Saturday, September 14, 2013

Fireworks and the speed of sound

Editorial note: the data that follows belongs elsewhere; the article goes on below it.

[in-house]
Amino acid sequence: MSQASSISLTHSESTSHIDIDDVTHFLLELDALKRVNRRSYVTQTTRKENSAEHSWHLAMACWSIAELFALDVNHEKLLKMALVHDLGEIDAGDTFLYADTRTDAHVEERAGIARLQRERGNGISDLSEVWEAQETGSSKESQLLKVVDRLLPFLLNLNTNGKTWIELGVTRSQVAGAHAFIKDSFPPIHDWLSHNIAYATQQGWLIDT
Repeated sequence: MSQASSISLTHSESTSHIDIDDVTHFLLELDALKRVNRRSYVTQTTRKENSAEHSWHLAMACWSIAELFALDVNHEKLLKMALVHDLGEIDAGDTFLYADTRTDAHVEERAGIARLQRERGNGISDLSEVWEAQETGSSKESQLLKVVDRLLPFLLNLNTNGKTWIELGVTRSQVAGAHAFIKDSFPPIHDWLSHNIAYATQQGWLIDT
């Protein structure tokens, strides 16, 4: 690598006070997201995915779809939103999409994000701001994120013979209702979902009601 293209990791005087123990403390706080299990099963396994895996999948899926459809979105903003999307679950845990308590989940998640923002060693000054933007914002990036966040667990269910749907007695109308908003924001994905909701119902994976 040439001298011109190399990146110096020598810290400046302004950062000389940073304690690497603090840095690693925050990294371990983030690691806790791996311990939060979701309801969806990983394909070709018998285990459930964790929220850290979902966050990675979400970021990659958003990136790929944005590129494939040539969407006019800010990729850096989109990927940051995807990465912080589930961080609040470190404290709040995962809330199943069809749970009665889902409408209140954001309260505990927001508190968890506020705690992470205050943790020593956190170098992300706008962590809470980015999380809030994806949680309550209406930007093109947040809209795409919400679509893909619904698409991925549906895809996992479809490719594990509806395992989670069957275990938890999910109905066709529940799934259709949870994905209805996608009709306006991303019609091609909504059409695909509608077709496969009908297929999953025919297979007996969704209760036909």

We were watching a fireworks display during our spring break vacation this year, and my son remarked that there is a delay in the sound that we hear from the fireworks that we see in the air.  Since the fireworks typically go off quite high in the sky, the delay can be a second or more. (This is the same reason why we see lightning before hearing the thunder and we can use the delay to estimate how far the lightning strike is.) Recall that the speed of sound is about 340 m/s and the speed of light is so high (about 300 Mm/s) that the delay is essentially the time it takes for the sound to reach our ears. I have never thought of that before, mainly because in a fireworks display many fireworks are going off at different times close to each other and this masks the delay phenomenon. After he mentioned it, I notice it now every time I watch fireworks (and there are many opportunities during the year) and makes me realize that the perfectly synchronized sound effects you hear in a movie when they have a fireworks display may not be accurate.

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